Changes To CDM Requirements 2015 – Part 1: The Key Changes
You might have heard that as of the 6th of April 2015 that there are new changes to the CDM regulations for health and safety. The cut-off date for current projects to comply with the new 2015 regulations is 6th of October 2015, allowing enough time for the necessary changes to be made.
CDM (or Construction, Design and Management) regulations refer to the rules which are there in place to protect everyone, from the people who will be carrying out the construction to those who will eventually populate the structure.
The new requirements are not too far removed from the 2007 regulations, they simply make things more concise and more all-encompassing when it comes to managing risk on a development. In this month’s article we’re going to run through all of the key changes to the CDM regulations.
The Key Changes In Brief
- A new ‘principal designer’ role has been established, this individual will be involved in all design aspects and will be involved throughout the pre-construction stage.
- What used to be the CDM Co-ordinator role will now be divided up and taken on by the Principal Designer, the client and the principal contractor. The duties previously carried out will be shared by these parties and they will also take on additional duties.
- Clients will now hold a lot more responsibility, taking on additional duties with the charge of overseeing health and safety for the life of the project.
- If your project is expected to take more than 30 working days to complete and uses more than 20 people or more on site at one time, then the HSE should be notified under the CDM 2015 regulations – this is a duty of the client should notification be required.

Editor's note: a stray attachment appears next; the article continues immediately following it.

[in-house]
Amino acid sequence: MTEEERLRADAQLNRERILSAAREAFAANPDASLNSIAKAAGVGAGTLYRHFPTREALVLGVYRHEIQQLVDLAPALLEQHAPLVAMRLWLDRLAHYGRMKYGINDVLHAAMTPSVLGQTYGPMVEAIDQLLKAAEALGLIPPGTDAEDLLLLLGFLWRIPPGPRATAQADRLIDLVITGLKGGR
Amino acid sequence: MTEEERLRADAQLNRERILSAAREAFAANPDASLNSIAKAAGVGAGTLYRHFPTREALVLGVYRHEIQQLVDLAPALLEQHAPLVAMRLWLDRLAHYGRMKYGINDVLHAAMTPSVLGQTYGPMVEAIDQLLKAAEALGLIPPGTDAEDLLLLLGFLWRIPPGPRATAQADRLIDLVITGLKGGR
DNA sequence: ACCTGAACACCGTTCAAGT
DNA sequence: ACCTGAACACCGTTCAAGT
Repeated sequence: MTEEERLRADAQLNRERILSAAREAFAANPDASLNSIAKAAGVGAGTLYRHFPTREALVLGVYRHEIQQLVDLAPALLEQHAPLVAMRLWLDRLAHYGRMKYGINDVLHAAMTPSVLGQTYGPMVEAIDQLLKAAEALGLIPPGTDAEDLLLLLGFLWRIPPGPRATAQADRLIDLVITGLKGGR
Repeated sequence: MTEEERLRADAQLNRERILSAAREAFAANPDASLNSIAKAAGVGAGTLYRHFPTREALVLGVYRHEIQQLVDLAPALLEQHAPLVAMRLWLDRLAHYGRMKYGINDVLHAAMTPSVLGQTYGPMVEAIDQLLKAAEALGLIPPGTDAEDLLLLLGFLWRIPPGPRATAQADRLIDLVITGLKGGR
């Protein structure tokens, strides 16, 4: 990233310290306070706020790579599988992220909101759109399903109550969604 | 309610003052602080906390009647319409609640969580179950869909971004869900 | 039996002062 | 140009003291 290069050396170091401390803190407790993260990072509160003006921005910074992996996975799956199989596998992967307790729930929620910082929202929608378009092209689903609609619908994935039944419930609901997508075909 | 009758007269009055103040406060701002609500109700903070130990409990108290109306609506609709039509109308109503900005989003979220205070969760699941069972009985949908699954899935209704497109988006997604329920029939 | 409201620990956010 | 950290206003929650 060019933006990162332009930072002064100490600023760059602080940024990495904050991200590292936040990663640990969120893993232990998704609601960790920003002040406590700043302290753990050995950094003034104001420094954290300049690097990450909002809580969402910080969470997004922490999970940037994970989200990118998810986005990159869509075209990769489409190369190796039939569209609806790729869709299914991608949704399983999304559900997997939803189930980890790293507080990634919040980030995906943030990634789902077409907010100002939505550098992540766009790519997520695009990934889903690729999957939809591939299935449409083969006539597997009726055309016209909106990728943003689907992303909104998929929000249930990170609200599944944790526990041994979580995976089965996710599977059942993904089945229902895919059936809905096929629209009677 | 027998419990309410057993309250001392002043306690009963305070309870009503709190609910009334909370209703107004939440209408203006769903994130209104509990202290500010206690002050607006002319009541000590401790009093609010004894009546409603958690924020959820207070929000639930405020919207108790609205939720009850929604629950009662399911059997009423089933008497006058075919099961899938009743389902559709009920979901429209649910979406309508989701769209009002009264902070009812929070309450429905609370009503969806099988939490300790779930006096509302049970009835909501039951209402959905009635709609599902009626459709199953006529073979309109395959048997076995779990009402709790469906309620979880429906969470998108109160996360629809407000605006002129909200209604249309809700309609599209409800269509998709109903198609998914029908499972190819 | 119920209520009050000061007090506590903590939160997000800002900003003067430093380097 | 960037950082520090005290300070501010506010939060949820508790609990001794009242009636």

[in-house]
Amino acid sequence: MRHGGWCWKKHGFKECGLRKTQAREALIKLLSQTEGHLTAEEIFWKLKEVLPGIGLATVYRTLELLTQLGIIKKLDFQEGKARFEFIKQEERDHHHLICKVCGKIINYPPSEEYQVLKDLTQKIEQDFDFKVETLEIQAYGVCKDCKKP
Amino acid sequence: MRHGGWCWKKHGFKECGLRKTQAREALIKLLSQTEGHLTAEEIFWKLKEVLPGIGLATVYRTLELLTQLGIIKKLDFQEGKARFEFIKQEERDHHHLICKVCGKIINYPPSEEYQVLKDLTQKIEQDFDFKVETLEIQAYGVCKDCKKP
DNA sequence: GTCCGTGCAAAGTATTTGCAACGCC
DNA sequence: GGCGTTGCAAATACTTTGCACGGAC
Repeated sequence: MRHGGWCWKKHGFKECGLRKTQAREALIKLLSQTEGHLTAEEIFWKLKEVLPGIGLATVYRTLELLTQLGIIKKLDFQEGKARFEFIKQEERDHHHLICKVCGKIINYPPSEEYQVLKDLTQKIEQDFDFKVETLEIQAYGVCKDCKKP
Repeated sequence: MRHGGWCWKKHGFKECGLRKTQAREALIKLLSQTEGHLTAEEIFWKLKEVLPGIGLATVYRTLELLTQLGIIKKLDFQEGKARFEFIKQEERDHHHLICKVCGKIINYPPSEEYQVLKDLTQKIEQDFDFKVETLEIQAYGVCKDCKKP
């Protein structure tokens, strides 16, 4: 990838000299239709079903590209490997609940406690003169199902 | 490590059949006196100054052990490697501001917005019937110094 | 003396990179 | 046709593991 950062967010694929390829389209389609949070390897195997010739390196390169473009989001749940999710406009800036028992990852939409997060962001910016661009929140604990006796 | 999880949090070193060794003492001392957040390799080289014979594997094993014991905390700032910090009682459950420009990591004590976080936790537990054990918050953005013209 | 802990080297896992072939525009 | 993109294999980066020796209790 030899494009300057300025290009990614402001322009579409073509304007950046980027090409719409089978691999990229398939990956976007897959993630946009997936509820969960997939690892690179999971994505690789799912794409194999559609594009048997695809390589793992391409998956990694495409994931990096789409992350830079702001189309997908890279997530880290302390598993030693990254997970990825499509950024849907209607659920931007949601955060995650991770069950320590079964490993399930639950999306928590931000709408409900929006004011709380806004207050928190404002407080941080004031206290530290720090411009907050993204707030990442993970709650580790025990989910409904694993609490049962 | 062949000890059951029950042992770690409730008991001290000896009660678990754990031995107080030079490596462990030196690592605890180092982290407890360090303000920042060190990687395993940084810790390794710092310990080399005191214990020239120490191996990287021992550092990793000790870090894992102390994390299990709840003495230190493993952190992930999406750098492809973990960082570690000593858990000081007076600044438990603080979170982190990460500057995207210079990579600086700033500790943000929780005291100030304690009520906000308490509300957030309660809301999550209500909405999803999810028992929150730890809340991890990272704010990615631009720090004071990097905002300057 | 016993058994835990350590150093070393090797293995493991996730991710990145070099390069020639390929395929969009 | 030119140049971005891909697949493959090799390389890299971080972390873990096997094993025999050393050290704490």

- Where there is more than a single contractor operating on your project there should always be a principal designer. This is opposed to the old 2007 regulations which dictate only notifiable projects need to assign a CDM co-ordinator.
- Under the new CDM 2015 regulations, the person in charge of appointing others on the project should no longer need to make checks on people before they begin work. However, they do need to be satisfied that the workers have the right skills, expertise and competence levels in order to work on the project in question.
- These adapted and amended rules and regulations now apply for everyone commissioning a construction project. With domestic clients, different regulations apply but they must still pass on their duties to contractors or a principal designer if they don’t wish to take charge.
There is a transitional phase allowed for these regulations, this is due to the fact that when they were drawn up in January there would obviously be ongoing projects which might not conform to the regulations straight away.
Next month we’ll take a look at what some of these changes mean for clients and contractors alike. You can read more about the changes here and purchase a guide if necessary.
At Aedifice we are continually ensuring we are up-to-date with all the latest CDM regulations. When it comes to your CDM Co-ordinator we can assist you at every step, simply contact us today and we’ll be happy to help with your project, keeping you within the law and ensuring that health and safety levels are adequate.